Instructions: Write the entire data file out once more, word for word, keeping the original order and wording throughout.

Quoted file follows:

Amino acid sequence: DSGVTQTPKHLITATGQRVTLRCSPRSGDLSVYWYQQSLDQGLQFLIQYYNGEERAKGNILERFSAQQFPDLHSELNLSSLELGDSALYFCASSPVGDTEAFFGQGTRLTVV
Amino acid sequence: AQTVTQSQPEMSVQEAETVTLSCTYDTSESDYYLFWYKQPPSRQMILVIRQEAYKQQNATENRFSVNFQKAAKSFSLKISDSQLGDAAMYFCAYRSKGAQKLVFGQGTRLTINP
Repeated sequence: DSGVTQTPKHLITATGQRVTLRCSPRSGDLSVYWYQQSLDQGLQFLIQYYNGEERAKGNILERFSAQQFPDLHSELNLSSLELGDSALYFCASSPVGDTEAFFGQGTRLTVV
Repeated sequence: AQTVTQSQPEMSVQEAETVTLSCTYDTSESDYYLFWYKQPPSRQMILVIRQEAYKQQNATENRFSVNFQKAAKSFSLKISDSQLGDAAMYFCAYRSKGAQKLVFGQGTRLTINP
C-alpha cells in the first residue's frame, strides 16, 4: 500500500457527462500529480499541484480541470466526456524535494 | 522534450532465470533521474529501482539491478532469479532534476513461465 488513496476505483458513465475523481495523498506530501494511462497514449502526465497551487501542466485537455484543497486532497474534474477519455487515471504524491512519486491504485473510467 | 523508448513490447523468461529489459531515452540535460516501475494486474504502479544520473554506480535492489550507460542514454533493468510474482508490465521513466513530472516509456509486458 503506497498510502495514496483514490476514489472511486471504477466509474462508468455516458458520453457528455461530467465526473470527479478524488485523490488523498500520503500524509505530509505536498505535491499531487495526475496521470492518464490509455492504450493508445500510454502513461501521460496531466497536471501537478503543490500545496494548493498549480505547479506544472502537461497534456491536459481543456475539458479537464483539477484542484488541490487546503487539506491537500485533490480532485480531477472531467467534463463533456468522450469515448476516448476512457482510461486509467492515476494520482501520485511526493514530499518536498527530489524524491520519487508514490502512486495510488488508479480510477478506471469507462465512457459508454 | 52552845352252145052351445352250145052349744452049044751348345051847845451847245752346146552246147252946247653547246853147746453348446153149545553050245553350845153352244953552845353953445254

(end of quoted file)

Amino acid sequence: DSGVTQTPKHLITATGQRVTLRCSPRSGDLSVYWYQQSLDQGLQFLIQYYNGEERAKGNILERFSAQQFPDLHSELNLSSLELGDSALYFCASSPVGDTEAFFGQGTRLTVV
Amino acid sequence: AQTVTQSQPEMSVQEAETVTLSCTYDTSESDYYLFWYKQPPSRQMILVIRQEAYKQQNATENRFSVNFQKAAKSFSLKISDSQLGDAAMYFCAYRSKGAQKLVFGQGTRLTINP
Repeated sequence: DSGVTQTPKHLITATGQRVTLRCSPRSGDLSVYWYQQSLDQGLQFLIQYYNGEERAKGNILERFSAQQFPDLHSELNLSSLELGDSALYFCASSPVGDTEAFFGQGTRLTVV
Repeated sequence: AQTVTQSQPEMSVQEAETVTLSCTYDTSESDYYLFWYKQPPSRQMILVIRQEAYKQQNATENRFSVNFQKAAKSFSLKISDSQLGDAAMYFCAYRSKGAQKLVFGQGTRLTINP
C-alpha cells in the first residue's frame, strides 16, 4: 500500500457527462500529480499541484480541470466526456524535494 | 522534450532465470533521474529501482539491478532469479532534476513461465 488513496476505483458513465475523481495523498506530501494511462497514449502526465497551487501542466485537455484543497486532497474534474477519455487515471504524491512519486491504485473510467 | 523508448513490447523468461529489459531515452540535460516501475494486474504502479544520473554506480535492489550507460542514454533493468510474482508490465521513466513530472516509456509486458 503506497498510502495514496483514490476514489472511486471504477466509474462508468455516458458520453457528455461530467465526473470527479478524488485523490488523498500520503500524509505530509505536498505535491499531487495526475496521470492518464490509455492504450493508445500510454502513461501521460496531466497536471501537478503543490500545496494548493498549480505547479506544472502537461497534456491536459481543456475539458479537464483539477484542484488541490487546503487539506491537500485533490480532485480531477472531467467534463463533456468522450469515448476516448476512457482510461486509467492515476494520482501520485511526493514530499518536498527530489524524491520519487508514490502512486495510488488508479480510477478506471469507462465512457459508454 | 52552845352252145052351445352250145052349744452049044751348345051847845451847245752346146552246147252946247653547246853147746453348446153149545553050245553350845153352244953552845353953445254